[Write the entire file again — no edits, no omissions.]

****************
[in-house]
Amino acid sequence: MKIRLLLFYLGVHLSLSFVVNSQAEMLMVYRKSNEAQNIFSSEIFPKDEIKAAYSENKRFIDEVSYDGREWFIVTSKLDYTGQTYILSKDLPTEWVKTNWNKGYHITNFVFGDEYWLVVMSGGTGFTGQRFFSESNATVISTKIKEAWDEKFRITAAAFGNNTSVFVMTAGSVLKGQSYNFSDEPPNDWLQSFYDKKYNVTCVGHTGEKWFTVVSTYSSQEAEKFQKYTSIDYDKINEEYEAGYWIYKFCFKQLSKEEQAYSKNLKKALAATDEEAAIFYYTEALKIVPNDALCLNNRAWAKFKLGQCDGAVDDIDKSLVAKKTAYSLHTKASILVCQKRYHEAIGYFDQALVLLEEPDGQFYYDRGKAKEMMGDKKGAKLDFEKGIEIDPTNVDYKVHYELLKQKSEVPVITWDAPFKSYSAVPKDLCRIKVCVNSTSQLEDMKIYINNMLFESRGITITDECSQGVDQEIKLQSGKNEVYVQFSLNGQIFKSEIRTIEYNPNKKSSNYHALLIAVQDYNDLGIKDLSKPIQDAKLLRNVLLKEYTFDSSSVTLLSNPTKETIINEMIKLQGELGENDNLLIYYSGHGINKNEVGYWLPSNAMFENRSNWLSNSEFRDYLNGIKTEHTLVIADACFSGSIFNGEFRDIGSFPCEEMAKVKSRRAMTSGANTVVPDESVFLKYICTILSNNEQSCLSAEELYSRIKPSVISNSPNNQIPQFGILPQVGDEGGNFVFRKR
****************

[in-house]
Amino acid sequence: MKIRLLLFYLGVHLSLSFVVNSQAEMLMVYRKSNEAQNIFSSEIFPKDEIKAAYSENKRFIDEVSYDGREWFIVTSKLDYTGQTYILSKDLPTEWVKTNWNKGYHITNFVFGDEYWLVVMSGGTGFTGQRFFSESNATVISTKIKEAWDEKFRITAAAFGNNTSVFVMTAGSVLKGQSYNFSDEPPNDWLQSFYDKKYNVTCVGHTGEKWFTVVSTYSSQEAEKFQKYTSIDYDKINEEYEAGYWIYKFCFKQLSKEEQAYSKNLKKALAATDEEAAIFYYTEALKIVPNDALCLNNRAWAKFKLGQCDGAVDDIDKSLVAKKTAYSLHTKASILVCQKRYHEAIGYFDQALVLLEEPDGQFYYDRGKAKEMMGDKKGAKLDFEKGIEIDPTNVDYKVHYELLKQKSEVPVITWDAPFKSYSAVPKDLCRIKVCVNSTSQLEDMKIYINNMLFESRGITITDECSQGVDQEIKLQSGKNEVYVQFSLNGQIFKSEIRTIEYNPNKKSSNYHALLIAVQDYNDLGIKDLSKPIQDAKLLRNVLLKEYTFDSSSVTLLSNPTKETIINEMIKLQGELGENDNLLIYYSGHGINKNEVGYWLPSNAMFENRSNWLSNSEFRDYLNGIKTEHTLVIADACFSGSIFNGEFRDIGSFPCEEMAKVKSRRAMTSGANTVVPDESVFLKYICTILSNNEQSCLSAEELYSRIKPSVISNSPNNQIPQFGILPQVGDEGGNFVFRKR